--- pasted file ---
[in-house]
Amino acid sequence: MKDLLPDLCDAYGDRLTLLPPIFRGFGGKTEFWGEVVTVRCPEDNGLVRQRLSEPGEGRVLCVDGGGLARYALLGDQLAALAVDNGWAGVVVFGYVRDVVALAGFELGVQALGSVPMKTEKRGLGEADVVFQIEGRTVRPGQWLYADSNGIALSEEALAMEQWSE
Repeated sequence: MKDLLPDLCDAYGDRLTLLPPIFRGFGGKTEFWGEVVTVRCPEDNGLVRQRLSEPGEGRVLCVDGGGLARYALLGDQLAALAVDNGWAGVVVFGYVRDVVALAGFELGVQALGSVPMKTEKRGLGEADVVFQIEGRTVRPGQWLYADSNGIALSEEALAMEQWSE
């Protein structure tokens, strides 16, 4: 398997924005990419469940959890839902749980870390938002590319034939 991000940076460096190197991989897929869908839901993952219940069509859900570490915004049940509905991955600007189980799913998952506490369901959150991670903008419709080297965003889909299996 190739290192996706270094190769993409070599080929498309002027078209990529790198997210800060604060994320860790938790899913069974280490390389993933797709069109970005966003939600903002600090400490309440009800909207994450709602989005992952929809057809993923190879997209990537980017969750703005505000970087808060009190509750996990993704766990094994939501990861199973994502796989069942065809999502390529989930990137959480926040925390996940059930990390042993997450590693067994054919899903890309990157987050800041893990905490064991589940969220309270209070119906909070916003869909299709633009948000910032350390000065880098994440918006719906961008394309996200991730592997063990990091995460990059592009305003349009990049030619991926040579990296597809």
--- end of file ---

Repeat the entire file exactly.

[in-house]
Amino acid sequence: MKDLLPDLCDAYGDRLTLLPPIFRGFGGKTEFWGEVVTVRCPEDNGLVRQRLSEPGEGRVLCVDGGGLARYALLGDQLAALAVDNGWAGVVVFGYVRDVVALAGFELGVQALGSVPMKTEKRGLGEADVVFQIEGRTVRPGQWLYADSNGIALSEEALAMEQWSE
Repeated sequence: MKDLLPDLCDAYGDRLTLLPPIFRGFGGKTEFWGEVVTVRCPEDNGLVRQRLSEPGEGRVLCVDGGGLARYALLGDQLAALAVDNGWAGVVVFGYVRDVVALAGFELGVQALGSVPMKTEKRGLGEADVVFQIEGRTVRPGQWLYADSNGIALSEEALAMEQWSE
């Protein structure tokens, strides 16, 4: 398997924005990419469940959890839902749980870390938002590319034939 991000940076460096190197991989897929869908839901993952219940069509859900570490915004049940509905991955600007189980799913998952506490369901959150991670903008419709080297965003889909299996 190739290192996706270094190769993409070599080929498309002027078209990529790198997210800060604060994320860790938790899913069974280490390389993933797709069109970005966003939600903002600090400490309440009800909207994450709602989005992952929809057809993923190879997209990537980017969750703005505000970087808060009190509750996990993704766990094994939501990861199973994502796989069942065809999502390529989930990137959480926040925390996940059930990390042993997450590693067994054919899903890309990157987050800041893990905490064991589940969220309270209070119906909070916003869909299709633009948000910032350390000065880098994440918006719906961008394309996200991730592997063990990091995460990059592009305003349009990049030619991926040579990296597809």